"Farmers Union remains true to its roots of both being an advocate for cooperative businesses and offering education programs," said Johnson. "Our own history is very closely tied with the cooperative movement. Cooperatives were made possible by legislative activity and organized by farmers and ranchers to strengthen the economic opportunities in rural and urban communities. Farmers Union has a strong commitment to providing cooperative education not only to our own members, but also to the general public, and especially to young people, many of whom are just learning about the cooperative way of doing business."

The conference was organized by National Farmers Union and sponsored by the CHS Foundation, CoBank, Farmers Union Industries Foundation, NFU Foundation, The Cooperative Foundation, CHS Inc., Minnesota Cooperative Education Foundation, Federated Youth Foundation and Organic Valley.


Bottom Row (left to right): Jared Gill, Java; Morgan Schultz, Watertown; Kim Miles, Conde; Beau Wensing, Florence; Joey Lesnar, Webster; Dylan Neuhauser, Pierre; Luke Warejcka, Platte; Phil Vreugdenhil, Parkston. Second Row (left to right): Caren Eisenbeisz, Bowdle; John Brennan, Watertown; Bonnie Geyer, Huron; Zach Sumner, Aberdeen; Wes Will, Delmont. Third Row (left to right): Steven Grabow, Milbank; Lincoln Swenson, Watertown; Brandon Potter, Watertown; Kevin Scherr, Watertown; Randy Louwagie, Cottonwood, MN; Abbey Kittelson, Henry; Keith Blochford, Watertown. Fourth Row (left to right): Jaceob Adler, Hazel; Dalton Leisinger, Wentworth; Tyler Anson, Miller; Austin Shroyer, Mitchell; Kaitee Schaefers, Orient. Back Row (left to right): Alec Sibson, Huron; Bryce Bostrom, Watertown; Taylor Sibson, Huron; Dusty Groom, Watertown; William Howard, Watertown; Kolin Kontz, Humboldt; Chad Sjuron, Watertown.

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Last Modified: 03/13/2015 9:27:49 am MDT


Youth Learn Legislative Process during 3-Day Trip to Pierre

February 17, 2015

Youth Learn Legislative Process during 3-Day Trip to Pierre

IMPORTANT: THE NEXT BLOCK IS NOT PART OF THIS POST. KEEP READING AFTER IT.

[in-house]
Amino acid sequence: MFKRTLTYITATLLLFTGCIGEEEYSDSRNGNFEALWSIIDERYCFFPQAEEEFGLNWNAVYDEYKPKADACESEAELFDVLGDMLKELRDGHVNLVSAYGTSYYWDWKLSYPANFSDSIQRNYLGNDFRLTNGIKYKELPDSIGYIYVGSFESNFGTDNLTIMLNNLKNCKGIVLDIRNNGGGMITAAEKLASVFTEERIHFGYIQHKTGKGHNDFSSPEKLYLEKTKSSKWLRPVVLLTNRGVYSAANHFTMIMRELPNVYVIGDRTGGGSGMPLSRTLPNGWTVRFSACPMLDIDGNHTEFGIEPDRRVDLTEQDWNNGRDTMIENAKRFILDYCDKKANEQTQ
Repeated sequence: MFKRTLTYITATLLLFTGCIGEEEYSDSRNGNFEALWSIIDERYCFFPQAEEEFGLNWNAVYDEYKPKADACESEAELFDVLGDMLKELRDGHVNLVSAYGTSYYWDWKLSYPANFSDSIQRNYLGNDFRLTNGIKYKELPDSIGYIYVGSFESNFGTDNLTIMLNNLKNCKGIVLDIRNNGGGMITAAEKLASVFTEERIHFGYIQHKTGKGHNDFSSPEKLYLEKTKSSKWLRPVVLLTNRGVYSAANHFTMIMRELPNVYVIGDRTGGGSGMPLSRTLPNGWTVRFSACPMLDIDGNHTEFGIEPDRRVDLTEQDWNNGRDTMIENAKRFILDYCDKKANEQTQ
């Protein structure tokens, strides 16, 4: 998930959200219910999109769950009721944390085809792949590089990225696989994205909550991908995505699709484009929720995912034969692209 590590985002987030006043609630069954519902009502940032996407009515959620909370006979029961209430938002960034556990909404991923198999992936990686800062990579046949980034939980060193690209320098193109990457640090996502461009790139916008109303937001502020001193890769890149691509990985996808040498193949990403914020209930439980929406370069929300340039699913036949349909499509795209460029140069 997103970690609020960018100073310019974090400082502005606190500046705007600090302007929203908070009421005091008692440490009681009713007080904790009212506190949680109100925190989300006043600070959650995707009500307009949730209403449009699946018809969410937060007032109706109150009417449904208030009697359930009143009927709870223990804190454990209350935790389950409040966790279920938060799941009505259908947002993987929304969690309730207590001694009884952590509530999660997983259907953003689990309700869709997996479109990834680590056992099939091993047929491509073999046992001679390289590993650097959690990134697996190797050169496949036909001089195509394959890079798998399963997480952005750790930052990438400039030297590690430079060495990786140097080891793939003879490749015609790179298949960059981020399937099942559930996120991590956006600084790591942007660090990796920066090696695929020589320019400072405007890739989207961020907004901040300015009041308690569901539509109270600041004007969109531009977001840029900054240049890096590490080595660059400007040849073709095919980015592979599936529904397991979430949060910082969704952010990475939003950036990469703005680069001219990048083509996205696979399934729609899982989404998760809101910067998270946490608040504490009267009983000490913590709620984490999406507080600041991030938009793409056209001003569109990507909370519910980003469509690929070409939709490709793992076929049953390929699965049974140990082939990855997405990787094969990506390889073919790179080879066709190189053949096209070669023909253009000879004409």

HURON, S.D. - When you're 15, politics can be confusing. South Dakota¹s Legislature is now more understandable for the teens who earned their way to attend the Farmers Union Two Year Legislative Award Trip, Feb 3-5, 2015.

"Until we made this trip to Pierre, we didn't understand what the Legislators do here exactly; it's been so interesting to see how it works," said Sammi Murtha, 15, a freshman at Parkston High School.

Her friend, Jennifer Hanson, adds; "It's one thing to read about the Legislative process in school, but by being here in the Capitol we get to see it live,²"says the Britton/Hecla High School freshman.

Like many youth who become involved in Farmers Union Youth Programs, Murtha lives in a rural community and enjoys the opportunity Farmers Union gives her to meet youth from across the state and learn about topics like leadership and cooperatives, which are not typically taught in school. Her friend Taylin Montague, 14, agrees.

"Farmers Union events bring us together with other people we would not have an opportunity to meet otherwise. I live in New Underwood and these girls live in eastern South Dakota ­ we became friends at camp," Montague, a freshman at New Underwood High School, explains.

Along with teaching youth about how their state's government works, the Legislative Youth Trip is designed as one of four reward trips youth can earn throughout their high school years, explains Bonnie Geyer, Farmers Union Education Director.

"Within the youth program there are five levels of achievement. Students earn their way to each level through community service projects, essays and participation in Farmers Union events," Geyer says.

The reward trips coincide with the Farmers Union mission and triangle ­ Cooperation, Legislation and Education. Their first year youth can attend State Leadership Camp at half price, the second year is the Pierre Legislative trip, the third year is a trip to Minneapolis to learn about Cooperatives and fourth year students can earn a trip to the National Farmers Union Camp in Colorado. The fifth year is their Torchbearer award, the highest honor bestowed upon youth in Farmers Union. Torchbearers earn a trip to the National Farmers Union Convention.

"These trips offer incentive as well as valuable opportunities for students," Geyer says. Jonah Murtha, 16, whole-heartedly agrees. "I've learned a lot about cooperatives and cooperation in general," explains the Parkston High School Sophomore.